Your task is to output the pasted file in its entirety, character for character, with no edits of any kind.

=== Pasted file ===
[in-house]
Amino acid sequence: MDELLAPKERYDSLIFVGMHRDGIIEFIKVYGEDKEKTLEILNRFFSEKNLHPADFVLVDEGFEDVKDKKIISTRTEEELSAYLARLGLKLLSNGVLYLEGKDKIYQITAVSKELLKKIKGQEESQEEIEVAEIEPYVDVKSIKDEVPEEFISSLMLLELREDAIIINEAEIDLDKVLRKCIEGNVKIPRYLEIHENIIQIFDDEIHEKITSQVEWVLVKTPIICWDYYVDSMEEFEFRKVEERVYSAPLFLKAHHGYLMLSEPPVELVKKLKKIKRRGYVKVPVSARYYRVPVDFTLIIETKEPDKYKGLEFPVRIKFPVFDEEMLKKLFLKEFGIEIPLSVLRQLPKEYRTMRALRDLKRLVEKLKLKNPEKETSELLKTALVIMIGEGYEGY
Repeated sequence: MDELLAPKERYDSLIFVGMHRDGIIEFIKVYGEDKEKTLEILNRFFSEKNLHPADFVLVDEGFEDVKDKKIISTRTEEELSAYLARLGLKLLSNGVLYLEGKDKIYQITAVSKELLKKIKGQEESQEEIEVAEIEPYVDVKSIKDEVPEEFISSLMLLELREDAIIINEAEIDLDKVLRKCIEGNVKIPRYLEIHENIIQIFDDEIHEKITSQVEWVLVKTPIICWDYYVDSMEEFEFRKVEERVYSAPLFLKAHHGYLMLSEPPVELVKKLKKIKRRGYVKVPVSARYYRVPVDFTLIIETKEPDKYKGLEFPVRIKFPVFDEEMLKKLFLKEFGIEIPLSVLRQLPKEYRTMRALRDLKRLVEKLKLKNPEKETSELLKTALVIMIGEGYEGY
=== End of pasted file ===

[in-house]
Amino acid sequence: MDELLAPKERYDSLIFVGMHRDGIIEFIKVYGEDKEKTLEILNRFFSEKNLHPADFVLVDEGFEDVKDKKIISTRTEEELSAYLARLGLKLLSNGVLYLEGKDKIYQITAVSKELLKKIKGQEESQEEIEVAEIEPYVDVKSIKDEVPEEFISSLMLLELREDAIIINEAEIDLDKVLRKCIEGNVKIPRYLEIHENIIQIFDDEIHEKITSQVEWVLVKTPIICWDYYVDSMEEFEFRKVEERVYSAPLFLKAHHGYLMLSEPPVELVKKLKKIKRRGYVKVPVSARYYRVPVDFTLIIETKEPDKYKGLEFPVRIKFPVFDEEMLKKLFLKEFGIEIPLSVLRQLPKEYRTMRALRDLKRLVEKLKLKNPEKETSELLKTALVIMIGEGYEGY
Repeated sequence: MDELLAPKERYDSLIFVGMHRDGIIEFIKVYGEDKEKTLEILNRFFSEKNLHPADFVLVDEGFEDVKDKKIISTRTEEELSAYLARLGLKLLSNGVLYLEGKDKIYQITAVSKELLKKIKGQEESQEEIEVAEIEPYVDVKSIKDEVPEEFISSLMLLELREDAIIINEAEIDLDKVLRKCIEGNVKIPRYLEIHENIIQIFDDEIHEKITSQVEWVLVKTPIICWDYYVDSMEEFEFRKVEERVYSAPLFLKAHHGYLMLSEPPVELVKKLKKIKRRGYVKVPVSARYYRVPVDFTLIIETKEPDKYKGLEFPVRIKFPVFDEEMLKKLFLKEFGIEIPLSVLRQLPKEYRTMRALRDLKRLVEKLKLKNPEKETSELLKTALVIMIGEGYEGY